REVIEW: City And Colour – Little Hell


Artist: City And Colour
Album: Little Hell
Genre: Folk/Indie
Label: Dine Alone/Vagrant

Some albums end up taking on a special meaning in my life, it’s always a complete accident, I never plan on an album resonating with me for years, especially with the endless barrage of music coming out of the woodwork, when a band’s new album is essentially disposable, it’s downloaded for free, put on repeat for a couple weeks, and then discarded when the next hot batch of albums drop. Sometimes a certain album gets stuck to something, something long past, and intangible; a season, a specific moment in time, a completely random circumstance, anything really. This exact phenomenon occurred with City and Colour’s last album, Bring Me Your Love, there is no one in the world that recalls the feelings and images I feel, when they listen to this album, but the association is so strong, and the emotional connection so real, that the album has taken on an importance that transcends just the songs themselves. Whenever I listen to that album, I am brought back, to when I was driving my 1976 Chevy Monte Carlo – with a 327 small block swap, for those interested – through Massachusetts, it was cold, dark, and rainy but it is Massachusetts, it’s always cold, dark, and rainy. That car is currently parked in a driveway, awaiting a bit of surgery, but every time I hear “Sleeping Sickness”, I’m back in the bench seat of my Monte Carlo. Any more explanation than that is unnecessary, the details are immaterial, it takes me back to a simple memory, an inconsequential event, one that has been possibly blurred by nostalgia, but I don’t care. Whenever I listen to that album, it doesn’t simply play on my sense of hearing anymore, it stirs my mind, it brings memories flooding back; memories that have been tucked away, in favor of information that my mind has deemed more pertinent to my every day life; my credit card number, my bank account balance, whether or not I took my allergy medicine; the “important” things in life. But once that album comes on, all those senseless things go away, all I can think about is cruising down Commonwealth Ave in my Monte Carlo, listening to City and Colour, being perfectly content with the world around me.

Which of course, puts the new City and Colour album, Little Hell at a distinct disadvantage from the start, not only was Bring Me Your Love a fantastic album in it’s own right, the intangible details that I have come to associate the album with have made it mean so much more. Little Hell doesn’t have anything of that magnitude attached to it just yet. And I don’t want to forget those memories, I don’t want to replace them, I want to create something new to go with Little Hell. When I first heard the album it was just me and the music, that was all, I was staring at my computer screen, I wasn’t thinking about anything, not anything as important as my Monte Carlo anyway, alone with the music, which isn’t a bad thing, but I could feel the missing, intangible factor that I had come to associate with other City and Colour albums. I was being stubborn, I wanted to not like this album, so I could just keep listening to Bring Me Your Love, and not have to be bothered with getting into a new album. But I couldn’t. Try as I might, I couldn’t hate this album. Truth be told, I didn’t stand a chance, from the moment the album started, with “We Found Each Other In The Dark”, a nice downtempo song, with Dallas Green’s signature soothing but aching vocals, a subtle acoustic guitar, and a beautifully haunting lap steel guitar. This feel continued throughout Little Hell as the album has a darker feel to it than previous efforts from City and Colour. This album replaces those feelings of dejected melancholy found on old City and Colour albums, with a brooding darkness; being driven most of the way by the weeping lap steel guitar. This album works as an entire entity, some tracks stood out as being exceptionally good, such as “The Grand Optimist”, and the terribly honest and haunting “O’Sister’”, but this album isn’t really a collection of songs, it’s one grand composition. I never found myself wanting to repeat any songs incessantly, not because they weren’t deserving, but because I wanted to hear the next song, just as much as the last. The album culminates with the hugely powerful “Hope For Now”, a song that acts as one last, exhausting release; eerie piano parts evolve into searing vocals and dirty guitars, before the album fades to silence, leaving the listener reeling, trying to take in the hugely cathartic emotional release brought on by the album.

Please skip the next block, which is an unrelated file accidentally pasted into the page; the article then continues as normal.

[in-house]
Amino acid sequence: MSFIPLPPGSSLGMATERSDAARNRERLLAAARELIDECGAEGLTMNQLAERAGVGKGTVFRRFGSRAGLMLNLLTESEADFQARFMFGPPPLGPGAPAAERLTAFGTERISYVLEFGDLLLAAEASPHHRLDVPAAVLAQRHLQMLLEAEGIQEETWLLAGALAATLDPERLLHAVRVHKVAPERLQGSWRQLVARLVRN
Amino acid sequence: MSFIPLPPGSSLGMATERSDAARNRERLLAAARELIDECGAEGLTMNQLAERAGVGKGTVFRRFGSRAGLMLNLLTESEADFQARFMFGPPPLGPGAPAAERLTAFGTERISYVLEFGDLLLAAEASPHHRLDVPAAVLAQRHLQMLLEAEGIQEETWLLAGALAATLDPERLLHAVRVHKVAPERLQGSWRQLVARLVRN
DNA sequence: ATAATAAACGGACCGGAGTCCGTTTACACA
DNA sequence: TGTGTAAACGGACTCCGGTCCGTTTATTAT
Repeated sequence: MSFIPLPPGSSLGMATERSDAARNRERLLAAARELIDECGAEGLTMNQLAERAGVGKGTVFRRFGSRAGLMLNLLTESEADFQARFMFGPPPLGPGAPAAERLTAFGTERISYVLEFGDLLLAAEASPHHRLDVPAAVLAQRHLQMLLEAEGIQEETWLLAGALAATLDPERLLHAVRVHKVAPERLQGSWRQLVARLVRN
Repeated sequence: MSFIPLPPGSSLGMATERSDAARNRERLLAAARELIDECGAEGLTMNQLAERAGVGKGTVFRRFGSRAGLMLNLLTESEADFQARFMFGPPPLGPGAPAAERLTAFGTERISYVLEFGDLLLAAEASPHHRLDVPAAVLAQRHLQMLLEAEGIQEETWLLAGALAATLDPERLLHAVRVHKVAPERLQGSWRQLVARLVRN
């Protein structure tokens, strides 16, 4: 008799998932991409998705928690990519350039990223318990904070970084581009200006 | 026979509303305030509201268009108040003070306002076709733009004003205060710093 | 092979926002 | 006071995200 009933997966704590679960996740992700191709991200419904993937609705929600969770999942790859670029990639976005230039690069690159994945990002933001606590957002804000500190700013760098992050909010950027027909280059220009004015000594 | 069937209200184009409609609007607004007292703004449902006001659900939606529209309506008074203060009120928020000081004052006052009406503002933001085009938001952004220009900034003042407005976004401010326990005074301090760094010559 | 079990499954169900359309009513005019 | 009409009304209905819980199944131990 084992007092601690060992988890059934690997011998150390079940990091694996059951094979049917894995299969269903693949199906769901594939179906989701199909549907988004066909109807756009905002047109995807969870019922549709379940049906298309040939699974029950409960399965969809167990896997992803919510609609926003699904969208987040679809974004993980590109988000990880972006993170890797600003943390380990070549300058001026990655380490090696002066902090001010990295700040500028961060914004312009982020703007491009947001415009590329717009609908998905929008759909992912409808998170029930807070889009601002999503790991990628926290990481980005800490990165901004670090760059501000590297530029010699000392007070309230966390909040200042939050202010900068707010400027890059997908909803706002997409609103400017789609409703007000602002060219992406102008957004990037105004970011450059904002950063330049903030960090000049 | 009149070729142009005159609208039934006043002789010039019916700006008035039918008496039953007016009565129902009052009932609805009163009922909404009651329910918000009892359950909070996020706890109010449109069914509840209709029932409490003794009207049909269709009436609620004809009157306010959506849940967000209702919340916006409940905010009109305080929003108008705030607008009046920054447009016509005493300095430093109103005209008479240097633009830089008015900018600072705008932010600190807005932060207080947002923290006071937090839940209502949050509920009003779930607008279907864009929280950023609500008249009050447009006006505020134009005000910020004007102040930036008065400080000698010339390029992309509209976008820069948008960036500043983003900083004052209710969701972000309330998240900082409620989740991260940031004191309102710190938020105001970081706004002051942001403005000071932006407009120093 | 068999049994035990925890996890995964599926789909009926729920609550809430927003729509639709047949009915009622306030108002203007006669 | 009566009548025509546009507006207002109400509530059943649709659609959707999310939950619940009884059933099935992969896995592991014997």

At first, I thought there was no way this album could stack up to Bring Me Your Love, in fact, I didn’t want it to. I, however, was very wrong. This album is certainly the most honest, well thought out, and powerful release from City and Colour. And I suppose, it’s very special when an artist can create something so powerful that it can transcend musical boundaries, and take on a presence that is so much bigger. And Dallas Green continues to do so time and time again with every City and Colour release. I’m not longer worried, but excited to really get to know this album, I just need some time to get better acquainted with it; perhaps a couple hours with Little Hell and my motorcycle on the Maryland back roads is in order.

SCORE: 10/10
Review written by: Michael Hogan

James Shotwell

James Shotwell is the founder of Under The Gun Review. He loves writing about music and movies almost as much as he loves his two fat cats. He's also the co-founder of Antique Records and the Marketing Coordinator for Haulix. You should probably follow him on Twitter.

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